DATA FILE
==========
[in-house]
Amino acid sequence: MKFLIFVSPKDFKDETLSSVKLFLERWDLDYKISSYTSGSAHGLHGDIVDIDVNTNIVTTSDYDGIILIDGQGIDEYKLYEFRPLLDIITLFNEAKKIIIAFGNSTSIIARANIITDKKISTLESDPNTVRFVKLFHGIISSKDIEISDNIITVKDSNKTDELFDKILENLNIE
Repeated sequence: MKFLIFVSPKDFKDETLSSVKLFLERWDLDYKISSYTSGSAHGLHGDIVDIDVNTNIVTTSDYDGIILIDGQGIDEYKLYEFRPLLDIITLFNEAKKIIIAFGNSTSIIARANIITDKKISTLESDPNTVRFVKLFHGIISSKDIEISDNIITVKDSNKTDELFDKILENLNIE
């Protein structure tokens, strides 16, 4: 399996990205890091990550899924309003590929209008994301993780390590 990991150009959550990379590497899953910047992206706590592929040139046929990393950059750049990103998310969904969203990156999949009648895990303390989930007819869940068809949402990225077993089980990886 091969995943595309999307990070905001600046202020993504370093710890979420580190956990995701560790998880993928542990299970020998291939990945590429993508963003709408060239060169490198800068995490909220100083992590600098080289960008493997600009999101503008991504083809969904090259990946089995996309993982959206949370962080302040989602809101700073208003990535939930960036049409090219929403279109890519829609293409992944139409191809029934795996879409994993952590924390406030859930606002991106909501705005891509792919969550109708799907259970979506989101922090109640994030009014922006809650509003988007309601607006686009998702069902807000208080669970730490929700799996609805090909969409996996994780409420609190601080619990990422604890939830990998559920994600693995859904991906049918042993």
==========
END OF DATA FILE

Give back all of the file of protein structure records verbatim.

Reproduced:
[in-house]
Amino acid sequence: MKFLIFVSPKDFKDETLSSVKLFLERWDLDYKISSYTSGSAHGLHGDIVDIDVNTNIVTTSDYDGIILIDGQGIDEYKLYEFRPLLDIITLFNEAKKIIIAFGNSTSIIARANIITDKKISTLESDPNTVRFVKLFHGIISSKDIEISDNIITVKDSNKTDELFDKILENLNIE
Repeated sequence: MKFLIFVSPKDFKDETLSSVKLFLERWDLDYKISSYTSGSAHGLHGDIVDIDVNTNIVTTSDYDGIILIDGQGIDEYKLYEFRPLLDIITLFNEAKKIIIAFGNSTSIIARANIITDKKISTLESDPNTVRFVKLFHGIISSKDIEISDNIITVKDSNKTDELFDKILENLNIE
């Protein structure tokens, strides 16, 4: 399996990205890091990550899924309003590929209008994301993780390590 990991150009959550990379590497899953910047992206706590592929040139046929990393950059750049990103998310969904969203990156999949009648895990303390989930007819869940068809949402990225077993089980990886 091969995943595309999307990070905001600046202020993504370093710890979420580190956990995701560790998880993928542990299970020998291939990945590429993508963003709408060239060169490198800068995490909220100083992590600098080289960008493997600009999101503008991504083809969904090259990946089995996309993982959206949370962080302040989602809101700073208003990535939930960036049409090219929403279109890519829609293409992944139409191809029934795996879409994993952590924390406030859930606002991106909501705005891509792919969550109708799907259970979506989101922090109640994030009014922006809650509003988007309601607006686009998702069902807000208080669970730490929700799996609805090909969409996996994780409420609190601080619990990422604890939830990998559920994600693995859904991906049918042993």